Re: Thought experiment [Re: Quality of Directorate reviews]

Nico Williams <nico@cryptonector.com> Thu, 07 November 2019 05:02 UTC

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Date: Wed, 6 Nov 2019 23:02:22 -0600
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From: Nico Williams <nico@cryptonector.com>
To: Brian E Carpenter <brian.e.carpenter@gmail.com>
Cc: Bob Hinden <bob.hinden@gmail.com>, Ralph Droms <rdroms.ietf@gmail.com>, Alexey Melnikov <alexey.melnikov@isode.com>, IETF <ietf@ietf.org>, Michael Richardson <mcr+ietf@sandelman.ca>
Subject: Re: Thought experiment [Re: Quality of Directorate reviews]
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On Thu, Nov 07, 2019 at 03:25:40PM +1300, Brian E Carpenter wrote:
> On 07-Nov-19 14:48, Nico Williams wrote:
> > On Thu, Nov 07, 2019 at 11:54:59AM +1300, Brian E Carpenter wrote:
> >> Here's a thought experiment.
> >>
> >> Update the standards process such that the approval of Proposed Standard
> >> RFCs, after an IETF last call including some specified cross-area review
> >> requirements, is done by the WG consensus process with the consent of the AD .
> >>
> >> Why would that work? Because it now incents the WG chairs by making them,
> >> in effect, where the buck stops. So the WG chairs and AD (typically
> >> a committee of three) will feel the obligation to get everything
> >> right. And it scales.
> > 
> > So, no more IESG review?  What would we need the IESG for anymore?  It
> > would be gone, I guess?
> 
> Not at all. Firstly, I said *Proposed* Standard. The experiment would leave
> the IESG in charge for Internet Standard. (Also for documents submitted
> outside the WG process, which is rare of course.) And the criterion is
> still IETF rough consensus following an IETF last call. Just trying
> to eliminate a manifest bottleneck.

When most of our documents are PS -when PS is the new Standard!- this
really does mean doing away with IESG review.  Nothing obligates anyone
to do the work to move PS to DS and then S.

> Secondly, they'd still be the authority for chartering, appointing
> WG chairs, appointing directorates, and other aspects of overseeing
> the process. Most of the duties described in RFC 2026 in fact.

Sure, but picking good chairs now becomes essential, but finding chairs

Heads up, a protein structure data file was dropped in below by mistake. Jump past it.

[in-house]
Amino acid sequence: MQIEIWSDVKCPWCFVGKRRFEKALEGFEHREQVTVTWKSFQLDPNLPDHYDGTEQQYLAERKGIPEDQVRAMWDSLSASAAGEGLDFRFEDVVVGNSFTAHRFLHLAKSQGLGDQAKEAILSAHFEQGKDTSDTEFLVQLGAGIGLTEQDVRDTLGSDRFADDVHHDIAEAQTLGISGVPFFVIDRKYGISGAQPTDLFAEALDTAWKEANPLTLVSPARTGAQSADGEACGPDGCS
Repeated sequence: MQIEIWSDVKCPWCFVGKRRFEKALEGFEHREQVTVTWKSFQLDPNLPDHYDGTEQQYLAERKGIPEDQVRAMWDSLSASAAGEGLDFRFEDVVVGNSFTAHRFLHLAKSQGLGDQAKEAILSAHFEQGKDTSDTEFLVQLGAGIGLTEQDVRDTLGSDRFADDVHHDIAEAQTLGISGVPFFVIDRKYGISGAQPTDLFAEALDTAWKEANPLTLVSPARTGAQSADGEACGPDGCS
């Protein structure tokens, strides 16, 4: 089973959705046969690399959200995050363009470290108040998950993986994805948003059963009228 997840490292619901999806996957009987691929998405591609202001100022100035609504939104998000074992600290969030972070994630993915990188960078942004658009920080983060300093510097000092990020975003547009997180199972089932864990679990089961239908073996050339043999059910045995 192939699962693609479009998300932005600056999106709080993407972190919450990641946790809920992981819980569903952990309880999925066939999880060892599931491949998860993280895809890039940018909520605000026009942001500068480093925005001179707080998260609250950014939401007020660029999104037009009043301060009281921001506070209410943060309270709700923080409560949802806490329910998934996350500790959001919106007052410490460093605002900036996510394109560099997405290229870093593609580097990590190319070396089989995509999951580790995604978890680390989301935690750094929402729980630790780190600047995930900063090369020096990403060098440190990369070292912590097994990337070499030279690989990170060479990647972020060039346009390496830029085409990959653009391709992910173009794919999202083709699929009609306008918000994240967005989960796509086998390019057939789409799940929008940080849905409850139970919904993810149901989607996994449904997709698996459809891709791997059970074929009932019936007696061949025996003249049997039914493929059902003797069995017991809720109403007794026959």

as good as ADs will be difficult.

> > Sure, it will scale better.  But quality will suffer.
> 
> And maybe some documents will spend fewer than, say, 2 years in MISSREF.
> Speed vs quality is indeed a trade-off. In the era of rapid prototyping
> our timescale really looks pretty stupid.

Perhaps so.  But then we'd better find a way to incentivize moving PS
docs to DS and S, or give up the fiction.

> >> [...]. So the WG chairs and AD (typically a committee of three) [...]
> > 
> > Typically one of the ADs is uninvolved with a WG for which the other is
> > responsible, so that would be a committee of two, not three.
> 
> Two WG chairs is almost the norm these days. But yes, the essence of
> the experiment is to reduce the number of people in the decision
> process - and intentionally lower the bar for Proposed Standard closer
> to how it's defined in RFC2026:
>    A Proposed Standard specification is generally stable, has resolved
>    known design choices, is believed to be well-understood, has received
>    significant community review, and appears to enjoy enough community
>    interest to be considered valuable.  However, further experience
>    might result in a change or even retraction of the specification
>    before it advances.
> When I look at some the DISCUSSes I've seen in recent months, I really
> don't think that definition is being applied.

That's a fair observation.  But, too, we could ask the IESG to take a
lighter approach to publication as PS.

> I would also add to my thought experiment a mandatory Implementation
> Status section. That's stronger than RFC2026.

Implementation Status for PS?  But that will drag us into the I-D
stability thread all over again -- it's a catch-22: how can we develop a
protocol, implement it, and test it but not deploy it (despite a very
strong market desire for it) without some sort of I-D stability
mechanism?

Nico
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